"Worse than prison": Why Filipino minors' centers are the scene of abuse

Abuse allegations by inmates of youth detention centres in Philippines.
The crime of Jerry, an 11-year-old Filipino? Violating the curfew laws of minors after fleeing violence at home. His punishment? A stay in a detention center for the youth, where he says to have suffered sexual abuse.

These places called "Houses of Hope" are officially intended to rehabilitate minors in "conflict with the law" but many voices denounce a "hell" where children are treated like animals in cages.

Jerry Sanchez, who had run away from a father who beat him in the absence of his Kuwaiti-employed mother, should never have been placed in the center because of his young age, but the authorities did not know where he was to send.

And soon, rights defenders warn, thousands of other children could end up in these overcrowded and sometimes violent "Houses" because of a proposed law to lower the age of criminal responsibility from 15 to 12 years.

Jerry recounts how, in the middle of the night, he was pulled from his bed, driven into the bathroom, and assaulted by older boys, like him, held in a decrepit center in Manila. "I felt so dirty, it was the first time it had happened to me," he recalls.

Six months after his release, he is not recovering from his trauma. "I cannot forget the sexual abuse".

Juvenile delinquency centers are for adolescents over the age of 15, or younger juveniles who commit serious crimes such as murder. Children also land there when their legal guardians are unavailable.

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"Not for children"

Rights advocates, former residents and authorities denounce the living conditions in these misnamed "Houses of Hope", which are likely to get worse if the new law is adopted.

"The possibilities of abuse will be greater because the government is not ready," warns Melanie Ramos-Llana of the Child Rights Network Philippines, denouncing the lack of staff and rehabilitation programs. "Do not put children in, especially very young children, prisons or detention centers are not places for children".

The legislation is a key element of President Rodrigo Duterte's draconian anti-crime policy, with the reinstatement of the death penalty and the campaign against drugs that has left thousands dead.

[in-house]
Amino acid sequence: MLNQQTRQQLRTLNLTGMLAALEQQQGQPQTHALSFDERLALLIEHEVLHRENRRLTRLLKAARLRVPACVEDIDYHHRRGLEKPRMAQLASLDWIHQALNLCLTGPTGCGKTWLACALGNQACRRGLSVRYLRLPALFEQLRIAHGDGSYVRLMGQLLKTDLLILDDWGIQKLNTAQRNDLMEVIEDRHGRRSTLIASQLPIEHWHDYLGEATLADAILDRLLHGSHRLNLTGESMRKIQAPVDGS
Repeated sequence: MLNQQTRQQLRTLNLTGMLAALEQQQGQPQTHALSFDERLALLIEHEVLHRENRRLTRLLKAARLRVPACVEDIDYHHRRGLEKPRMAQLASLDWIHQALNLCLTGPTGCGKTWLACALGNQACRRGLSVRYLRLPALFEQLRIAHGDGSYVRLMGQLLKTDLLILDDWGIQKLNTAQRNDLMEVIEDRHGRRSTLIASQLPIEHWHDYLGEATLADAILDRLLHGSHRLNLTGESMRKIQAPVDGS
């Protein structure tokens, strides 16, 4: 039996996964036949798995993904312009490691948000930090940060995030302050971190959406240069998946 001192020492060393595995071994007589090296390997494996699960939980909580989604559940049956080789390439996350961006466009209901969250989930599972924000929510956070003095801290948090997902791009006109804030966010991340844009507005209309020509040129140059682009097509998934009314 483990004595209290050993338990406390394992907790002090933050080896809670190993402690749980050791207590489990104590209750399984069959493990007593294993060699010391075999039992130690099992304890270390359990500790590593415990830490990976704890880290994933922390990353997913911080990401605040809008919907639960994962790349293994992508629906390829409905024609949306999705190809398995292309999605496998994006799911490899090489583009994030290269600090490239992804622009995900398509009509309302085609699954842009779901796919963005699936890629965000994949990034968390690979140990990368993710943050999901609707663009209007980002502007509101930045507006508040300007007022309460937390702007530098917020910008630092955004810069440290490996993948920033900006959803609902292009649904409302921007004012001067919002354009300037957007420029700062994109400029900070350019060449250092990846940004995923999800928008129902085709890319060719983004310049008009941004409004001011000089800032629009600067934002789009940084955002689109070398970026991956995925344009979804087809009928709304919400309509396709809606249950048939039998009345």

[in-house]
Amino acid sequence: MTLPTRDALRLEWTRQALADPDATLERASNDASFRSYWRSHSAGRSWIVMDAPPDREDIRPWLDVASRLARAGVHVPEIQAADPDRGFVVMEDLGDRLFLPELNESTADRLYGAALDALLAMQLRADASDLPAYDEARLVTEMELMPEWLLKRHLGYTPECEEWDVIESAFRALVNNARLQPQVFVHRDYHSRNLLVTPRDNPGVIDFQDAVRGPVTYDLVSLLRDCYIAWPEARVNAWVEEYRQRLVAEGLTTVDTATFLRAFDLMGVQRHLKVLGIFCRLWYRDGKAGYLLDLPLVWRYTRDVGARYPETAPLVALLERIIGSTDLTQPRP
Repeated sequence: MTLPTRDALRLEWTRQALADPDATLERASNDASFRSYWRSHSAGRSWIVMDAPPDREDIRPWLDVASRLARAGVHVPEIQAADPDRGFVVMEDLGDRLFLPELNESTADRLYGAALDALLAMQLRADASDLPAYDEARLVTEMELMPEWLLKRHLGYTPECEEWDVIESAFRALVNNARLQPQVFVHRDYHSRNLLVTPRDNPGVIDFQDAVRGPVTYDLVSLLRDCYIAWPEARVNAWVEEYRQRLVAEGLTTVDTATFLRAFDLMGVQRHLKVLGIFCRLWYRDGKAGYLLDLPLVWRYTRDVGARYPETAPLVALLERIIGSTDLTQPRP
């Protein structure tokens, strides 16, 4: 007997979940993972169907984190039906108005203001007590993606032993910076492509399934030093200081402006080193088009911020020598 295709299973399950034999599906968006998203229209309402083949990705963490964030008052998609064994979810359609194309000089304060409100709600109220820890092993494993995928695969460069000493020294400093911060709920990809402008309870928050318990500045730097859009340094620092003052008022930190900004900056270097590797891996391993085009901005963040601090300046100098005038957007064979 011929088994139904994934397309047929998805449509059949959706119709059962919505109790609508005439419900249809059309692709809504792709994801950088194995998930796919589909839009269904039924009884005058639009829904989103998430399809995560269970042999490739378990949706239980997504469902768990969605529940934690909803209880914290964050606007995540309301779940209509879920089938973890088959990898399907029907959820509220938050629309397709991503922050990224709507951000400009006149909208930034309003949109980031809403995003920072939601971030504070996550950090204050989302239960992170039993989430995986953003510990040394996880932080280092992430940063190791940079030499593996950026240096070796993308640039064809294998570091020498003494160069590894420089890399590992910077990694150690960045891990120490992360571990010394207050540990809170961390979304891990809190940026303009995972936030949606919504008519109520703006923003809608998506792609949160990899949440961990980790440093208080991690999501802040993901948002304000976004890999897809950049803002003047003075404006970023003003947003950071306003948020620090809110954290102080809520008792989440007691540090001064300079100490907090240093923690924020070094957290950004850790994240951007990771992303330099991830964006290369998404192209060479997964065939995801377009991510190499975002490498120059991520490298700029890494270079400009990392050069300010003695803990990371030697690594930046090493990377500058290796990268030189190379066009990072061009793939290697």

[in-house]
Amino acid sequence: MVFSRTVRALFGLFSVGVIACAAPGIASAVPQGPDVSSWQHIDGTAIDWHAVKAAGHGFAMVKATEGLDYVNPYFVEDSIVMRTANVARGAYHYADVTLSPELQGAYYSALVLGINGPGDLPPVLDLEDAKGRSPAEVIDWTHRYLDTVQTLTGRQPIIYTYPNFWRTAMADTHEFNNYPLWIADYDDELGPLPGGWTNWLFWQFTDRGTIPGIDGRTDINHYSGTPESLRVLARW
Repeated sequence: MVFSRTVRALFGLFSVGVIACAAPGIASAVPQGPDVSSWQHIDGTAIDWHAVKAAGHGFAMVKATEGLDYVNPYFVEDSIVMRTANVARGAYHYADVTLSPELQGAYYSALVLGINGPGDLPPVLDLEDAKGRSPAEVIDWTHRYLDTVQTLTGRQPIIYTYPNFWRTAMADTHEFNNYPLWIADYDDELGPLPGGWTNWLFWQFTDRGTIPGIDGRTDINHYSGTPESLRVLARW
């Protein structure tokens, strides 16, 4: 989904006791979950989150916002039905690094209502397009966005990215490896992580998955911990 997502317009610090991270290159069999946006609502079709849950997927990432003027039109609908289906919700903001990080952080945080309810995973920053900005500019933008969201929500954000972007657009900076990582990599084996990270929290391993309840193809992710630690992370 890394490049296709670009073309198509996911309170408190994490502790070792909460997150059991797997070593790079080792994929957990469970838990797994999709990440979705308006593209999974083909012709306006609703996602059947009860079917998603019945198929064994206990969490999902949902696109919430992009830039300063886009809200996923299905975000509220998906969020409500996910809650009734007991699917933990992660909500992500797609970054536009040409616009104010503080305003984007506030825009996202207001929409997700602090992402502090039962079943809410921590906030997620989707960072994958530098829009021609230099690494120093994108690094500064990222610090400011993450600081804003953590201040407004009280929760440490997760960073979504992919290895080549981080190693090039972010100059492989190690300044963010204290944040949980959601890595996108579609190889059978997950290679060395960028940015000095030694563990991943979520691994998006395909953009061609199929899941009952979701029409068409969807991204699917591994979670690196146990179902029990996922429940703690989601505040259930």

Since the mid-term elections in May, the head of state's allies have dominated the Congress and promised to advance his plans at the opening of the parliamentary session on Monday.

For rights advocates, the conditions of detention in many "Houses" are similar, if not worse, to those of adult prisons.

"Children are being held like caged animals," says father Shay Cullen, president of the PREDA Foundation, who helps boys like Jerry. "These are infernal places with inhuman conditions".

Children who have testified about abuses in custody with AFP, including Jerry, are identified by pseudonyms as they are or were minors.

Justin Paras, 17 when he was placed in a center in Manila in 2017, says he was beaten by other boys on the pretext that he broke the rules.

"That bad"

"They were punching us in the chest, belly and sometimes on the chin, it was so bad," he recalls. "Over there, I learned to be insensitive because of what they had done to me and I wanted revenge."

The archipelago has 55 Government "Houses of Hope", far less than the 114 that the Philippines would need to properly deal with juvenile delinquents.

According to official statistics, only eight meet the standards of one social worker for every 25 children, one bed per child, balanced meals, clothes, toiletries and educational programs.

"We have seen homes worse than prisons, they have no program," testified in January before a senatorial commission Tricia Oco, director of the Government Council for the Justice and Welfare of Minors.

Fifteen-year-old Tristan Martinez was initially relieved when he was transferred from an adult prison to a Manila "House" because of drug charges he claims were fabricated.

"I thought it would be great at home, but it was also a prison, a children's prison."

The centers where the three boys resided objected to AFP's requests for visits.

The Ministry of Social Protection does not monitor inter-prison abuse, but says that institutions where security standards are not respected must be "held accountable".

Abuse allegations by inmates of youth detention centres in Philippines.

In 2006, the Philippines had raised the age of criminal responsibility from nine to 15 years, which had been hailed as progress.

But Rodrigo Duterte says it benefits drug traffickers who use minors as small hands.

The dysfunctions of the system can be explained by the lack of funding and monitoring of policies, as well as the authorities' preference for detention rather than community service. "In reality, detention is the first resort," says Rowena Legaspi, director of the Center for Children's Legal Rights.

Jay Mark Chico, director of the "Glimmer of Hope" center in the north of the archipelago, says that it was initially planned for 60 children.

But they are crowded behind bars, sleeping three per bed, while others lie on the floor. The daily food budget is 33 pesos per child (0.50 euro).

Nevertheless, Nathan Andres, 21, convicted of rape while still a minor, is "grateful" for staying there. "I never thought I could study."

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Detention centresHouses of HopeJuvenile delinquency centersChildrens Rights